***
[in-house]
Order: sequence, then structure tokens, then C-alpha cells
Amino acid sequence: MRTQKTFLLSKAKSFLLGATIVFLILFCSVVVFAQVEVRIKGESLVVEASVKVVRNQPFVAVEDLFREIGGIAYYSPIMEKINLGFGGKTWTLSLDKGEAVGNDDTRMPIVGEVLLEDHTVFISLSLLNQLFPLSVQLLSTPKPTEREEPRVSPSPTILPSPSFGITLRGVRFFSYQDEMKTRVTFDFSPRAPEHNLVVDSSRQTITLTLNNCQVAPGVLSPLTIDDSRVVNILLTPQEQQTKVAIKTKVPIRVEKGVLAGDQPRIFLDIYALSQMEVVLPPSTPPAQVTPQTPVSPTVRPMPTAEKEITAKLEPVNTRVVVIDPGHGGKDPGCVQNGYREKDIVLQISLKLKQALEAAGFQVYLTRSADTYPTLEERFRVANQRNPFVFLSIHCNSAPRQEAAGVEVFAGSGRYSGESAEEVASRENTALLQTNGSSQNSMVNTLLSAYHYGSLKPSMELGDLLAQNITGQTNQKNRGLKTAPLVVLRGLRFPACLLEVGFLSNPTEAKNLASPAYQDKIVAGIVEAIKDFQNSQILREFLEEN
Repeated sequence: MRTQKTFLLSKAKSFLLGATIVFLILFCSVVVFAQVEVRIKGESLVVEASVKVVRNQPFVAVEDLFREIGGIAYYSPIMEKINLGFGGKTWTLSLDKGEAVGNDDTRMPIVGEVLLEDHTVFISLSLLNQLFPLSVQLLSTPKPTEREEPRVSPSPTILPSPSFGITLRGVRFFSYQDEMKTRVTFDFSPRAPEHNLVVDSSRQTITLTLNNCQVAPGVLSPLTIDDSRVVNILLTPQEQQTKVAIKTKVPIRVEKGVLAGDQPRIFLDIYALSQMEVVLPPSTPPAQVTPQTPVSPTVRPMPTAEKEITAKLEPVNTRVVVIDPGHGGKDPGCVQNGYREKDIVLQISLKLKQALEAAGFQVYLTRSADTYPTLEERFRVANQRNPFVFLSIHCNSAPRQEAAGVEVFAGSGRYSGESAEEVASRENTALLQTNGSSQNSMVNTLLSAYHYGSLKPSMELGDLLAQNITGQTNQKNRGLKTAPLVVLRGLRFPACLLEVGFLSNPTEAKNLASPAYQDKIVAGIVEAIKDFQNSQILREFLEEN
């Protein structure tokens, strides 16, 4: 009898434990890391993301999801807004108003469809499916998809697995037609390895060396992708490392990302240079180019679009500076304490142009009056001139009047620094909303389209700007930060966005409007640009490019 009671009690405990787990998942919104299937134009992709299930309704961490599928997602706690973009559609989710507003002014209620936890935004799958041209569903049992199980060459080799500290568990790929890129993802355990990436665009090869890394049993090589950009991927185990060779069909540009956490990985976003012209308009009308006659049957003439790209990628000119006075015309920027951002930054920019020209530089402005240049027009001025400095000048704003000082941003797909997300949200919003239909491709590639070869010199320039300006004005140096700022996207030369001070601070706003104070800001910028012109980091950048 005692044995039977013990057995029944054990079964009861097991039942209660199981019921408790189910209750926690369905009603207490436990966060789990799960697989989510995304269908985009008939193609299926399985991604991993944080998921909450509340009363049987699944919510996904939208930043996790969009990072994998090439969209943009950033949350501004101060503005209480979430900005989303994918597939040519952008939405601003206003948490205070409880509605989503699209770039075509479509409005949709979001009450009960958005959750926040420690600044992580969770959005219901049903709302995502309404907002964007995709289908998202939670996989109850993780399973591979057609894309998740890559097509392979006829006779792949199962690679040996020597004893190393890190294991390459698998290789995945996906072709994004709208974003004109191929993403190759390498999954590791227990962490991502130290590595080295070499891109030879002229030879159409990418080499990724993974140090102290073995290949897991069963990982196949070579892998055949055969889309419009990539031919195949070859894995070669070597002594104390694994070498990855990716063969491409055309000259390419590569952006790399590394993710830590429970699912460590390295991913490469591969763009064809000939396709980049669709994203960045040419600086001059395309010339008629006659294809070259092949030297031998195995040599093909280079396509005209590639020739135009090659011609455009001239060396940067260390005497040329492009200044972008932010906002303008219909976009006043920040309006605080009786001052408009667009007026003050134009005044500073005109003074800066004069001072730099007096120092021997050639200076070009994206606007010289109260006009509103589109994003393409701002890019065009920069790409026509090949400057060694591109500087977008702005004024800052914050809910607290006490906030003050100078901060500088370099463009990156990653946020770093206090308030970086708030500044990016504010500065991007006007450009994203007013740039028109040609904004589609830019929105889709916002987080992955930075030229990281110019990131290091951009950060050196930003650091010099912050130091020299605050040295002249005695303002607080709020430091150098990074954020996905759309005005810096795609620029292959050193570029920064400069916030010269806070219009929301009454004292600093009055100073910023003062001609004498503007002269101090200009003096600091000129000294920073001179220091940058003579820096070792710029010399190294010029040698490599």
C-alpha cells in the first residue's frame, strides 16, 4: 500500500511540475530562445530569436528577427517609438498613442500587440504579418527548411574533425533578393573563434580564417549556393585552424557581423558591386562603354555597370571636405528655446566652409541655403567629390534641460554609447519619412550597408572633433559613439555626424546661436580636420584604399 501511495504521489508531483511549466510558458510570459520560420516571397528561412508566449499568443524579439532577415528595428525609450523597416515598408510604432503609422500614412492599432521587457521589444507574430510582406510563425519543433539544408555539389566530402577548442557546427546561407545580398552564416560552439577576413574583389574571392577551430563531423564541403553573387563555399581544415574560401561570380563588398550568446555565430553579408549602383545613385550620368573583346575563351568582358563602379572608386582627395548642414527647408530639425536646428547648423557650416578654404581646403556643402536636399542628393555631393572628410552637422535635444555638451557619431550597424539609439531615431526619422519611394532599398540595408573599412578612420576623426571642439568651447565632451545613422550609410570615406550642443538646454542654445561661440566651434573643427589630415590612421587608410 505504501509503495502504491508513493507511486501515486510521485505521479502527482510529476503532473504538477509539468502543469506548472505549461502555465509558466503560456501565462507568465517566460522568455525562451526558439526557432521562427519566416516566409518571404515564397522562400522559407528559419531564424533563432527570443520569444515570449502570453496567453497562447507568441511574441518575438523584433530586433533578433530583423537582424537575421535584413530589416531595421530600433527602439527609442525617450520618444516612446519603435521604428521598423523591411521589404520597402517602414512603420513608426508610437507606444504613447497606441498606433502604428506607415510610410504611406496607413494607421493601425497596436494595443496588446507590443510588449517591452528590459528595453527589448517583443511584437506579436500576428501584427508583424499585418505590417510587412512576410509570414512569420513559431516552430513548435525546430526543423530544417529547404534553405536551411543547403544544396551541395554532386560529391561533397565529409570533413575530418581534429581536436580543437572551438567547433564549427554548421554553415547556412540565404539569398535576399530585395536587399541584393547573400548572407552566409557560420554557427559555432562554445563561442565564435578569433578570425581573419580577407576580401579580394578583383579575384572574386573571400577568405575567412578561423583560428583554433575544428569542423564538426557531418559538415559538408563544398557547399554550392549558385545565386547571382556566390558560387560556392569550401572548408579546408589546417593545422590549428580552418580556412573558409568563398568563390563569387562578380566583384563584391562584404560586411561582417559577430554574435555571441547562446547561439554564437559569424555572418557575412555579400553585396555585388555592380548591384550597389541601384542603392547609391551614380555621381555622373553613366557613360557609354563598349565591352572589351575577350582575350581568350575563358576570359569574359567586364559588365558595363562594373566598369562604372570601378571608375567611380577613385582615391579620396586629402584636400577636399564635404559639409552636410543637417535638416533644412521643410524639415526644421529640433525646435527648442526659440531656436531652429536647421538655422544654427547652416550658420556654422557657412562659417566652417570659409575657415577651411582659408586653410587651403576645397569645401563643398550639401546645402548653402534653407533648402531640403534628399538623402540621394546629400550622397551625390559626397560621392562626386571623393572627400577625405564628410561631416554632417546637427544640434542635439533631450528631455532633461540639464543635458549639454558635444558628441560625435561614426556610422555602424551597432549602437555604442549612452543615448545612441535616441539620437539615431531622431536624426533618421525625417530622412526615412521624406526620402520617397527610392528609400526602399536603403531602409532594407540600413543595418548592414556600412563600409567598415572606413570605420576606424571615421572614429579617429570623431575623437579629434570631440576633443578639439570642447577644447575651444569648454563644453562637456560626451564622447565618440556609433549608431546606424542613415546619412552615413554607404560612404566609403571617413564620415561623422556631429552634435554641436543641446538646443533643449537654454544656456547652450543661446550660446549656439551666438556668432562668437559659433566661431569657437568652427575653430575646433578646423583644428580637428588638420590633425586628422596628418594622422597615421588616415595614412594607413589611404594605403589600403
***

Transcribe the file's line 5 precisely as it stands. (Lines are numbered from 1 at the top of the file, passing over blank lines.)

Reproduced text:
């Protein structure tokens, strides 16, 4: 009898434990890391993301999801807004108003469809499916998809697995037609390895060396992708490392990302240079180019679009500076304490142009009056001139009047620094909303389209700007930060966005409007640009490019 009671009690405990787990998942919104299937134009992709299930309704961490599928997602706690973009559609989710507003002014209620936890935004799958041209569903049992199980060459080799500290568990790929890129993802355990990436665009090869890394049993090589950009991927185990060779069909540009956490990985976003012209308009009308006659049957003439790209990628000119006075015309920027951002930054920019020209530089402005240049027009001025400095000048704003000082941003797909997300949200919003239909491709590639070869010199320039300006004005140096700022996207030369001070601070706003104070800001910028012109980091950048 005692044995039977013990057995029944054990079964009861097991039942209660199981019921408790189910209750926690369905009603207490436990966060789990799960697989989510995304269908985009008939193609299926399985991604991993944080998921909450509340009363049987699944919510996904939208930043996790969009990072994998090439969209943009950033949350501004101060503005209480979430900005989303994918597939040519952008939405601003206003948490205070409880509605989503699209770039075509479509409005949709979001009450009960958005959750926040420690600044992580969770959005219901049903709302995502309404907002964007995709289908998202939670996989109850993780399973591979057609894309998740890559097509392979006829006779792949199962690679040996020597004893190393890190294991390459698998290789995945996906072709994004709208974003004109191929993403190759390498999954590791227990962490991502130290590595080295070499891109030879002229030879159409990418080499990724993974140090102290073995290949897991069963990982196949070579892998055949055969889309419009990539031919195949070859894995070669070597002594104390694994070498990855990716063969491409055309000259390419590569952006790399590394993710830590429970699912460590390295991913490469591969763009064809000939396709980049669709994203960045040419600086001059395309010339008629006659294809070259092949030297031998195995040599093909280079396509005209590639020739135009090659011609455009001239060396940067260390005497040329492009200044972008932010906002303008219909976009006043920040309006605080009786001052408009667009007026003050134009005044500073005109003074800066004069001072730099007096120092021997050639200076070009994206606007010289109260006009509103589109994003393409701002890019065009920069790409026509090949400057060694591109500087977008702005004024800052914050809910607290006490906030003050100078901060500088370099463009990156990653946020770093206090308030970086708030500044990016504010500065991007006007450009994203007013740039028109040609904004589609830019929105889709916002987080992955930075030229990281110019990131290091951009950060050196930003650091010099912050130091020299605050040295002249005695303002607080709020430091150098990074954020996905759309005005810096795609620029292959050193570029920064400069916030010269806070219009929301009454004292600093009055100073910023003062001609004498503007002269101090200009003096600091000129000294920073001179220091940058003579820096070792710029010399190294010029040698490599």